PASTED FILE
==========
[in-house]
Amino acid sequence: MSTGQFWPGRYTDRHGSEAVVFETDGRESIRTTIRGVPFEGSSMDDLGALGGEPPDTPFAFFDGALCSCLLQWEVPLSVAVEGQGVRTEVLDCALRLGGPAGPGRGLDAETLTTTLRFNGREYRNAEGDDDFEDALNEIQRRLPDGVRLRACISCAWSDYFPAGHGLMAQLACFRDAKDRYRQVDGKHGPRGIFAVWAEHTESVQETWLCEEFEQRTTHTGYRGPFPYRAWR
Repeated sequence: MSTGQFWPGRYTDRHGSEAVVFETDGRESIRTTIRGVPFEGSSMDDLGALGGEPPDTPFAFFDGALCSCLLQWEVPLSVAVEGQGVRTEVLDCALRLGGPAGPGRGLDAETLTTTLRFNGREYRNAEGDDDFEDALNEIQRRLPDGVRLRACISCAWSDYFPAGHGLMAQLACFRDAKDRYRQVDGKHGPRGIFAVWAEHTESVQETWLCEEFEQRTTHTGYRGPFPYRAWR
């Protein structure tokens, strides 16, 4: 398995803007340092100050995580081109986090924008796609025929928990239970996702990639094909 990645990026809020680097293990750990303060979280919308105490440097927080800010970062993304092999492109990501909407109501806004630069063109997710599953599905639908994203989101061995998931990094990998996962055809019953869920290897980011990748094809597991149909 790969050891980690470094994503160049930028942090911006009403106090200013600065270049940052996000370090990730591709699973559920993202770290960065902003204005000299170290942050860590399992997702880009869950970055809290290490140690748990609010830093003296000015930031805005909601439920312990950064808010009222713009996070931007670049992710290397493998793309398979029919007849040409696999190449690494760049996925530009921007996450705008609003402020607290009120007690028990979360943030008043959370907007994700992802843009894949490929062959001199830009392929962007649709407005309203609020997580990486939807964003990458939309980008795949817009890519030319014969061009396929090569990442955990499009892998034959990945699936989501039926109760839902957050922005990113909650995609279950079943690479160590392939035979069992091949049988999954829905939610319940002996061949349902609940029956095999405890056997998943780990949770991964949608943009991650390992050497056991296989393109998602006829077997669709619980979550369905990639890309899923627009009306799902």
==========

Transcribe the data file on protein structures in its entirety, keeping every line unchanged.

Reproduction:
[in-house]
Amino acid sequence: MSTGQFWPGRYTDRHGSEAVVFETDGRESIRTTIRGVPFEGSSMDDLGALGGEPPDTPFAFFDGALCSCLLQWEVPLSVAVEGQGVRTEVLDCALRLGGPAGPGRGLDAETLTTTLRFNGREYRNAEGDDDFEDALNEIQRRLPDGVRLRACISCAWSDYFPAGHGLMAQLACFRDAKDRYRQVDGKHGPRGIFAVWAEHTESVQETWLCEEFEQRTTHTGYRGPFPYRAWR
Repeated sequence: MSTGQFWPGRYTDRHGSEAVVFETDGRESIRTTIRGVPFEGSSMDDLGALGGEPPDTPFAFFDGALCSCLLQWEVPLSVAVEGQGVRTEVLDCALRLGGPAGPGRGLDAETLTTTLRFNGREYRNAEGDDDFEDALNEIQRRLPDGVRLRACISCAWSDYFPAGHGLMAQLACFRDAKDRYRQVDGKHGPRGIFAVWAEHTESVQETWLCEEFEQRTTHTGYRGPFPYRAWR
């Protein structure tokens, strides 16, 4: 398995803007340092100050995580081109986090924008796609025929928990239970996702990639094909 990645990026809020680097293990750990303060979280919308105490440097927080800010970062993304092999492109990501909407109501806004630069063109997710599953599905639908994203989101061995998931990094990998996962055809019953869920290897980011990748094809597991149909 790969050891980690470094994503160049930028942090911006009403106090200013600065270049940052996000370090990730591709699973559920993202770290960065902003204005000299170290942050860590399992997702880009869950970055809290290490140690748990609010830093003296000015930031805005909601439920312990950064808010009222713009996070931007670049992710290397493998793309398979029919007849040409696999190449690494760049996925530009921007996450705008609003402020607290009120007690028990979360943030008043959370907007994700992802843009894949490929062959001199830009392929962007649709407005309203609020997580990486939807964003990458939309980008795949817009890519030319014969061009396929090569990442955990499009892998034959990945699936989501039926109760839902957050922005990113909650995609279950079943690479160590392939035979069992091949049988999954829905939610319940002996061949349902609940029956095999405890056997998943780990949770991964949608943009991650390992050497056991296989393109998602006829077997669709619980979550369905990639890309899923627009009306799902």